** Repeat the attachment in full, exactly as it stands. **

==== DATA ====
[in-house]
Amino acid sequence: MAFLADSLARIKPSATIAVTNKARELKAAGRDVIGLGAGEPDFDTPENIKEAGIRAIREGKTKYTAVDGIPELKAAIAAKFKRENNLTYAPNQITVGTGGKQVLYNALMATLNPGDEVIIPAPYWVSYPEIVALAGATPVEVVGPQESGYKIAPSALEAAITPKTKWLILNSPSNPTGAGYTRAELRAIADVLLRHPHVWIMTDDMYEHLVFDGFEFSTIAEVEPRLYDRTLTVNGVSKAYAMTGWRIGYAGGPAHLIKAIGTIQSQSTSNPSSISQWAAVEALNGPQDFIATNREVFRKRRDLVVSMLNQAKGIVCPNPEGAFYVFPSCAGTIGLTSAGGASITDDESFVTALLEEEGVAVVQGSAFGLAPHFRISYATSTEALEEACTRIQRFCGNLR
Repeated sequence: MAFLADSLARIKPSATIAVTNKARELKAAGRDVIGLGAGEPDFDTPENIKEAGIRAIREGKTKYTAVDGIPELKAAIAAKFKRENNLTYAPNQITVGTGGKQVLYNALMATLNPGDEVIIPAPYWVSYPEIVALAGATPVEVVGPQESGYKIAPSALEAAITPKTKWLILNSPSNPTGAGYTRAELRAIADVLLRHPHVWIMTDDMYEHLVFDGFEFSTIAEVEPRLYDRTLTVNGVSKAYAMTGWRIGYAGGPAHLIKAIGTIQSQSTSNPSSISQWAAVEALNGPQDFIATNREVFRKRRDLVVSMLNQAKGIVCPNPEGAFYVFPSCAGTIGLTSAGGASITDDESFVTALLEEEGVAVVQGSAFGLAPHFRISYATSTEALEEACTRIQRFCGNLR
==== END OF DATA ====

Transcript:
[in-house]
Amino acid sequence: MAFLADSLARIKPSATIAVTNKARELKAAGRDVIGLGAGEPDFDTPENIKEAGIRAIREGKTKYTAVDGIPELKAAIAAKFKRENNLTYAPNQITVGTGGKQVLYNALMATLNPGDEVIIPAPYWVSYPEIVALAGATPVEVVGPQESGYKIAPSALEAAITPKTKWLILNSPSNPTGAGYTRAELRAIADVLLRHPHVWIMTDDMYEHLVFDGFEFSTIAEVEPRLYDRTLTVNGVSKAYAMTGWRIGYAGGPAHLIKAIGTIQSQSTSNPSSISQWAAVEALNGPQDFIATNREVFRKRRDLVVSMLNQAKGIVCPNPEGAFYVFPSCAGTIGLTSAGGASITDDESFVTALLEEEGVAVVQGSAFGLAPHFRISYATSTEALEEACTRIQRFCGNLR
Repeated sequence: MAFLADSLARIKPSATIAVTNKARELKAAGRDVIGLGAGEPDFDTPENIKEAGIRAIREGKTKYTAVDGIPELKAAIAAKFKRENNLTYAPNQITVGTGGKQVLYNALMATLNPGDEVIIPAPYWVSYPEIVALAGATPVEVVGPQESGYKIAPSALEAAITPKTKWLILNSPSNPTGAGYTRAELRAIADVLLRHPHVWIMTDDMYEHLVFDGFEFSTIAEVEPRLYDRTLTVNGVSKAYAMTGWRIGYAGGPAHLIKAIGTIQSQSTSNPSSISQWAAVEALNGPQDFIATNREVFRKRRDLVVSMLNQAKGIVCPNPEGAFYVFPSCAGTIGLTSAGGASITDDESFVTALLEEEGVAVVQGSAFGLAPHFRISYATSTEALEEACTRIQRFCGNLR